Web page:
Making Sure Your Horse Gets All His Nutrients, Part II

Making Sure Your Horse Gets All His Nutrients, Part II

Last month we addressed protein and carbohydrates as important factors in equine nutrition. In this month’s column I’m going to discuss two more elements that play a role in your horses’ health. Let’s talk about vitamins and minerals:[emember_protected custom_msg=”Click here and register now to read the rest of the article!”]

VITAMINS

Vitamin deficiencies or excess vitamins can lead to several health problems. There are two categories of vitamins: water soluble and fat soluble. Water soluble vitamins (Vitamin C, riboflavin, folic acid, niacin, B12, B6, pantothenic acid) pass through the horse’s body and excess amounts are excreted in the urine. Fat soluble vitamins (vitamins A, D, E and K) are absorbed and stored in the horse’s fat tissue, so when there are excess amounts it can lead to toxicity. As a general rule of thumb, if you have a balance of high quality roughage (hay and grass) combined with a manufactured grain (Ex: Purina, Nutrena…), then your horse should be getting the appropriate balance of vitamins in their diet.

MINERALS

Minerals make up a very small portion of your horses diet compared to carbohydrates, protein and vitamins but they play a critical role in keeping your horse healthy. They play a role in everything from digestion, muscle use and contraction, blood clotting, to nerves. Minerals can be broken down into two categories called macrominerals and microminerals. Macrominerals are calcium, chloride, magnesium, phosphorus, potassium, sodium, and sulfur. Microminerals are cobalt, copper, iodine, iron, manganese, selenium and zinc. Minerals can’t be produced by your horse’s body like vitamin C and B-vitamins and therefore must be supplied in the diet. You can find mineral supplements in many feed and tack stores, but as with vitamins, a high quality diet will provide the necessary minerals your horse needs.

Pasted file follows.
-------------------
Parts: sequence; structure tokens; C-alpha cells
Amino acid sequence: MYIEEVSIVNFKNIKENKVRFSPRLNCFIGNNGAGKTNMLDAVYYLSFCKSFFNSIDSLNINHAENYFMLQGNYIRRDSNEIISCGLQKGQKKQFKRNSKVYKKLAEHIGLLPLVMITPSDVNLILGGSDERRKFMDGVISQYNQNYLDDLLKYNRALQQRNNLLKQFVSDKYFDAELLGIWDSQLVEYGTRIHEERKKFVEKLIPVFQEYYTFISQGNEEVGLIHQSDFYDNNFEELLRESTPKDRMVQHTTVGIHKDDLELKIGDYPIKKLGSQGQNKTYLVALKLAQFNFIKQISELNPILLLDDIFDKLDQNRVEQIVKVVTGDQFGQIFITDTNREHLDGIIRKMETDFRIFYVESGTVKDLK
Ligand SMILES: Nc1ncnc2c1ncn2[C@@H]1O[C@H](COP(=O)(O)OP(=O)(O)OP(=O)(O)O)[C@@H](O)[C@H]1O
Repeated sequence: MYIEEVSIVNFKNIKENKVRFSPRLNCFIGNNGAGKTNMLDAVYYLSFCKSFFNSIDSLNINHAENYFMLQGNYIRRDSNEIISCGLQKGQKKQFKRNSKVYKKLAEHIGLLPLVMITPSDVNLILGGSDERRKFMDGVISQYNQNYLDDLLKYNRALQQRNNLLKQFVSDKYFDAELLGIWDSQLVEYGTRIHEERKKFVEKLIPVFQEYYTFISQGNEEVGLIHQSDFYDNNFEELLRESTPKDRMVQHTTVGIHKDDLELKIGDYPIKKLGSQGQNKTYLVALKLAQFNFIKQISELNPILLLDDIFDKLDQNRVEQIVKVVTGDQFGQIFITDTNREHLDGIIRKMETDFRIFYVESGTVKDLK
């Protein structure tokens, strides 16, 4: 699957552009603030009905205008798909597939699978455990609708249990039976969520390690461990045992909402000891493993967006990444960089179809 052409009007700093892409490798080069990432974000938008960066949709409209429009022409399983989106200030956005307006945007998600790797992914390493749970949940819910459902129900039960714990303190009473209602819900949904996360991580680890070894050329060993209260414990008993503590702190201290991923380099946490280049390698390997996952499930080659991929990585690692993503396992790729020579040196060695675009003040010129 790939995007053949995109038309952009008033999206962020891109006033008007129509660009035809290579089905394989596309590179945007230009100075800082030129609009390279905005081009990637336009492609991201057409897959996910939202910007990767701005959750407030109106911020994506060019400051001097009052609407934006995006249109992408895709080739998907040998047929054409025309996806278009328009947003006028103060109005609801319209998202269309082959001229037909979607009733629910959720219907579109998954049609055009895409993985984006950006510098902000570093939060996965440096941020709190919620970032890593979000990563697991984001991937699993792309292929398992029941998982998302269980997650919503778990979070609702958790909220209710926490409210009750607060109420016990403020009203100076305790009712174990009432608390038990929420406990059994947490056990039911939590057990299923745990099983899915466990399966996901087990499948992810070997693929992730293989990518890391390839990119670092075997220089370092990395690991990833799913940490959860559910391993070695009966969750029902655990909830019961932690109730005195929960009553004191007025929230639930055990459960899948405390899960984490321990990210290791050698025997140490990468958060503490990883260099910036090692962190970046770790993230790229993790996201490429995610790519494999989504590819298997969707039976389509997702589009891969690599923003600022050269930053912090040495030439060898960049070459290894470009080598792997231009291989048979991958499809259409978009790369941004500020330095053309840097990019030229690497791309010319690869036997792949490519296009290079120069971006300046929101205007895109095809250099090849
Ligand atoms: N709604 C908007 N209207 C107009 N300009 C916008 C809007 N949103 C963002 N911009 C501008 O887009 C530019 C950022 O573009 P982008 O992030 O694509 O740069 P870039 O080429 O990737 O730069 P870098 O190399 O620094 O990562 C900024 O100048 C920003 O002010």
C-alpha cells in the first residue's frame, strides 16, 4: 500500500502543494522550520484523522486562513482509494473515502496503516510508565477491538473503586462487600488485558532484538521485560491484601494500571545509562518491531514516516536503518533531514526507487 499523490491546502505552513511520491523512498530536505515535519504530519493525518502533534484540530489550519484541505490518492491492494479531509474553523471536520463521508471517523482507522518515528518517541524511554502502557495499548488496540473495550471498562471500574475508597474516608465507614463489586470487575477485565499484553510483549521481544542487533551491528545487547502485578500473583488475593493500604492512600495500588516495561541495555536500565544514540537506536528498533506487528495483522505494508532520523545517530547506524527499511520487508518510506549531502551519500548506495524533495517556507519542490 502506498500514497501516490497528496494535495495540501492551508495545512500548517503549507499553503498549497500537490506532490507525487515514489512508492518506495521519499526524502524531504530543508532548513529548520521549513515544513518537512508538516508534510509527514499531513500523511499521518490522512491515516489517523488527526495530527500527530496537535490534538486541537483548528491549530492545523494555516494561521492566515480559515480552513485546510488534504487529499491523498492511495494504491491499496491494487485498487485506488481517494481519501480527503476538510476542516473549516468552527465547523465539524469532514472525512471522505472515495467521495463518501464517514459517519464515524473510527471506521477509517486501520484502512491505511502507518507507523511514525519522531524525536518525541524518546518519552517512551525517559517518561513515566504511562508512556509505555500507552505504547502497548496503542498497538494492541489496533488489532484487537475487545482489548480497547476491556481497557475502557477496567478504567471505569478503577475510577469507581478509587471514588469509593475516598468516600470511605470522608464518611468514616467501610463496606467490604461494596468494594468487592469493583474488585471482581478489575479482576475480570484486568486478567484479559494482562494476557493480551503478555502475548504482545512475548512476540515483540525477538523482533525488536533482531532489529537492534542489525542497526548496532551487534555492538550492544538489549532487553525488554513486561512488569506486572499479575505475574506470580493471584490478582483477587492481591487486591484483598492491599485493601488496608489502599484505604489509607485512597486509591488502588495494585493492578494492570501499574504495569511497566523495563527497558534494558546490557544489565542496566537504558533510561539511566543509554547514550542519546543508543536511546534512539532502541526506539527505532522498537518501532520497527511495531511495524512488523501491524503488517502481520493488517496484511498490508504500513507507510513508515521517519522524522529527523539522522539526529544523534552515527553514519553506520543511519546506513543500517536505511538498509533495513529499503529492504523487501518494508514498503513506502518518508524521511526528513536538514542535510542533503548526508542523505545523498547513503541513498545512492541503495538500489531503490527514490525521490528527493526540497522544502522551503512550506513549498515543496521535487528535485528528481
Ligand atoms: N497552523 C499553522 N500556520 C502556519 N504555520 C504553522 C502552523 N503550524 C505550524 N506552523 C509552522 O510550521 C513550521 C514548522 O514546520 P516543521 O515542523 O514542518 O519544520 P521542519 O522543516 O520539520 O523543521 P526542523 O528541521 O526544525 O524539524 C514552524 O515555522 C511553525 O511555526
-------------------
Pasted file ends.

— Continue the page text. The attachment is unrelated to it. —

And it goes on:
If you have any questions about your horse’s diet, please contact your veterinarian or a nutrition specialist. And be sure to come back next month for the conclusion of this series.

CREDITS

column by DR. KATIE HENNESSY

BIO: Dr. Katie Hennessy graduated from the University of Illinois College of Veterinary Medicine in 2008 with a degree in large animal health and equine medicine. After completing an advanced internship and working as an Associate Veterinarian, she is currently practicing at Polk Equine, LLC. Her expertise ranges from small and exotic creatures to large animals, specializing in equine medicine. [/emember_protected]